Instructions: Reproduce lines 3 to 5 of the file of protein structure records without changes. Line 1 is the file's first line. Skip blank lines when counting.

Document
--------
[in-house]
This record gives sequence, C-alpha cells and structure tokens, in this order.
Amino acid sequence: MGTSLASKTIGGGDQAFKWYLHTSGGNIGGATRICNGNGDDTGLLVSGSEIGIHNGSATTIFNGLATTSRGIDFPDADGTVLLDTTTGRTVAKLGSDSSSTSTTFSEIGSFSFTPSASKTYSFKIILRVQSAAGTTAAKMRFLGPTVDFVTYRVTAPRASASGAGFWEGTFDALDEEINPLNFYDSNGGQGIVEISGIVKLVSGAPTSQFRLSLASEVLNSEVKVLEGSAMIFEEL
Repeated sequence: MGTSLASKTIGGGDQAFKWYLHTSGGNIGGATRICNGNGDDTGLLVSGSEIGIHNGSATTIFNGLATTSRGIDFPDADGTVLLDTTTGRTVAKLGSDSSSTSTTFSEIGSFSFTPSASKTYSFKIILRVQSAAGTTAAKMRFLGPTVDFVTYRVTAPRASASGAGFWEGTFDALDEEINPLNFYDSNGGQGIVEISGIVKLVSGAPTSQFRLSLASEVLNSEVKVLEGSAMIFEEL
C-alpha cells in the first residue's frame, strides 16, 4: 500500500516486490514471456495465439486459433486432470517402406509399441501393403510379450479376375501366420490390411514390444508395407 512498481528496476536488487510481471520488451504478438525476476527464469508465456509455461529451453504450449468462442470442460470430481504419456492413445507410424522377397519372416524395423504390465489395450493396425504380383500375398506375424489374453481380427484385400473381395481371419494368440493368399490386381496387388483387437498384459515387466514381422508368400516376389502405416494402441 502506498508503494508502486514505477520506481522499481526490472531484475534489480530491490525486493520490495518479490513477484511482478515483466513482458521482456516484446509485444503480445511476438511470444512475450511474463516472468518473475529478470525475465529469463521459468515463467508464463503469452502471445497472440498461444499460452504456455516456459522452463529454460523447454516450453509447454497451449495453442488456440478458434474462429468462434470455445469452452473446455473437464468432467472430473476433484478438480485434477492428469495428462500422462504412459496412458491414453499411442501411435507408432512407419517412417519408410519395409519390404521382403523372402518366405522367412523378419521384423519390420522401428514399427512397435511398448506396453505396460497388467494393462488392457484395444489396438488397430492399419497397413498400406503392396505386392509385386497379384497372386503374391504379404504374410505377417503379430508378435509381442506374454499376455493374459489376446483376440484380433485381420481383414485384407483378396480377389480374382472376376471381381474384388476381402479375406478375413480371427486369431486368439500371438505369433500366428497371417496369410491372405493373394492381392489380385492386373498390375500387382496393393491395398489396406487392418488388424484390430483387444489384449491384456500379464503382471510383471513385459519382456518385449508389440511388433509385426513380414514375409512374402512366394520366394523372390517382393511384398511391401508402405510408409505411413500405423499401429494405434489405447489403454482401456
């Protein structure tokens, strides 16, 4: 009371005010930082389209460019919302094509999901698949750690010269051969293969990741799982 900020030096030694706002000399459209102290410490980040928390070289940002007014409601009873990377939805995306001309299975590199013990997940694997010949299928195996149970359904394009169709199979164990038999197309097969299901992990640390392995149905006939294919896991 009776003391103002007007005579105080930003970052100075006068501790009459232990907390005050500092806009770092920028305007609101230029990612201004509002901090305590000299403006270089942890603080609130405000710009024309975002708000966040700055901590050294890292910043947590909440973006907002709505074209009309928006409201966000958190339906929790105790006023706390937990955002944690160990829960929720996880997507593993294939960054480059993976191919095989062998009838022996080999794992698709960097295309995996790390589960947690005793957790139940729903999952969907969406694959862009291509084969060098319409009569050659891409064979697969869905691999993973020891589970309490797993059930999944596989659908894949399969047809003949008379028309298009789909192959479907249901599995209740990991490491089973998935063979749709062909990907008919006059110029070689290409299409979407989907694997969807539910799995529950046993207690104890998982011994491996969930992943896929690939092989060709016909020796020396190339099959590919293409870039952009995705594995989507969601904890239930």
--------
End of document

Amino acid sequence: MGTSLASKTIGGGDQAFKWYLHTSGGNIGGATRICNGNGDDTGLLVSGSEIGIHNGSATTIFNGLATTSRGIDFPDADGTVLLDTTTGRTVAKLGSDSSSTSTTFSEIGSFSFTPSASKTYSFKIILRVQSAAGTTAAKMRFLGPTVDFVTYRVTAPRASASGAGFWEGTFDALDEEINPLNFYDSNGGQGIVEISGIVKLVSGAPTSQFRLSLASEVLNSEVKVLEGSAMIFEEL
Repeated sequence: MGTSLASKTIGGGDQAFKWYLHTSGGNIGGATRICNGNGDDTGLLVSGSEIGIHNGSATTIFNGLATTSRGIDFPDADGTVLLDTTTGRTVAKLGSDSSSTSTTFSEIGSFSFTPSASKTYSFKIILRVQSAAGTTAAKMRFLGPTVDFVTYRVTAPRASASGAGFWEGTFDALDEEINPLNFYDSNGGQGIVEISGIVKLVSGAPTSQFRLSLASEVLNSEVKVLEGSAMIFEEL
C-alpha cells in the first residue's frame, strides 16, 4: 500500500516486490514471456495465439486459433486432470517402406509399441501393403510379450479376375501366420490390411514390444508395407 512498481528496476536488487510481471520488451504478438525476476527464469508465456509455461529451453504450449468462442470442460470430481504419456492413445507410424522377397519372416524395423504390465489395450493396425504380383500375398506375424489374453481380427484385400473381395481371419494368440493368399490386381496387388483387437498384459515387466514381422508368400516376389502405416494402441 502506498508503494508502486514505477520506481522499481526490472531484475534489480530491490525486493520490495518479490513477484511482478515483466513482458521482456516484446509485444503480445511476438511470444512475450511474463516472468518473475529478470525475465529469463521459468515463467508464463503469452502471445497472440498461444499460452504456455516456459522452463529454460523447454516450453509447454497451449495453442488456440478458434474462429468462434470455445469452452473446455473437464468432467472430473476433484478438480485434477492428469495428462500422462504412459496412458491414453499411442501411435507408432512407419517412417519408410519395409519390404521382403523372402518366405522367412523378419521384423519390420522401428514399427512397435511398448506396453505396460497388467494393462488392457484395444489396438488397430492399419497397413498400406503392396505386392509385386497379384497372386503374391504379404504374410505377417503379430508378435509381442506374454499376455493374459489376446483376440484380433485381420481383414485384407483378396480377389480374382472376376471381381474384388476381402479375406478375413480371427486369431486368439500371438505369433500366428497371417496369410491372405493373394492381392489380385492386373498390375500387382496393393491395398489396406487392418488388424484390430483387444489384449491384456500379464503382471510383471513385459519382456518385449508389440511388433509385426513380414514375409512374402512366394520366394523372390517382393511384398511391401508402405510408409505411413500405423499401429494405434489405447489403454482401456